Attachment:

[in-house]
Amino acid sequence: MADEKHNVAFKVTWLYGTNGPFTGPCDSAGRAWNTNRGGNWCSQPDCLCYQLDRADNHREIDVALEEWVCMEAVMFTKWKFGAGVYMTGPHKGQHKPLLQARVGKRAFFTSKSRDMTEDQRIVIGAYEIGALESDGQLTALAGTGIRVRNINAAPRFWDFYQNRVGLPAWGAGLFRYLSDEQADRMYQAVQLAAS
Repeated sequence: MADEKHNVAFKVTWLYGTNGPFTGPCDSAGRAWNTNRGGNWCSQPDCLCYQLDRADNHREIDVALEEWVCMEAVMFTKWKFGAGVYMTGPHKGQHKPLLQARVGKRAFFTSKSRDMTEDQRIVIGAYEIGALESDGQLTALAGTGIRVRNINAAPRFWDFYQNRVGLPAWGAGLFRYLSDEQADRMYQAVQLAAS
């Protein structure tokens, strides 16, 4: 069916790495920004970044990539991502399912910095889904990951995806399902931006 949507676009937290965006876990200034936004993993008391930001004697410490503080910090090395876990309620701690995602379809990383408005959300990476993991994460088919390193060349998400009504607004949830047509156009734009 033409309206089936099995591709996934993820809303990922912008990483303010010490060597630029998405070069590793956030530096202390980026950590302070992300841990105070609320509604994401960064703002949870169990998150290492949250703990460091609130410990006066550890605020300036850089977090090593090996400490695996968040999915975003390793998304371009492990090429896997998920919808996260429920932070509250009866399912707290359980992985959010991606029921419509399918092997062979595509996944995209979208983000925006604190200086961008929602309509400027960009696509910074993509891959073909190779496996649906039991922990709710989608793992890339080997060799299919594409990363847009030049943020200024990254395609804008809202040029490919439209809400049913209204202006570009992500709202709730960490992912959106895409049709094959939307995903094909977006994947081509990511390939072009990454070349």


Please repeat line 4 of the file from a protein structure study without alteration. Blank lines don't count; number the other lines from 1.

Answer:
């Protein structure tokens, strides 16, 4: 069916790495920004970044990539991502399912910095889904990951995806399902931006 949507676009937290965006876990200034936004993993008391930001004697410490503080910090090395876990309620701690995602379809990383408005959300990476993991994460088919390193060349998400009504607004949830047509156009734009 033409309206089936099995591709996934993820809303990922912008990483303010010490060597630029998405070069590793956030530096202390980026950590302070992300841990105070609320509604994401960064703002949870169990998150290492949250703990460091609130410990006066550890605020300036850089977090090593090996400490695996968040999915975003390793998304371009492990090429896997998920919808996260429920932070509250009866399912707290359980992985959010991606029921419509399918092997062979595509996944995209979208983000925006604190200086961008929602309509400027960009696509910074993509891959073909190779496996649906039991922990709710989608793992890339080997060799299919594409990363847009030049943020200024990254395609804008809202040029490919439209809400049913209204202006570009992500709202709730960490992912959106895409049709094959939307995903094909977006994947081509990511390939072009990454070349």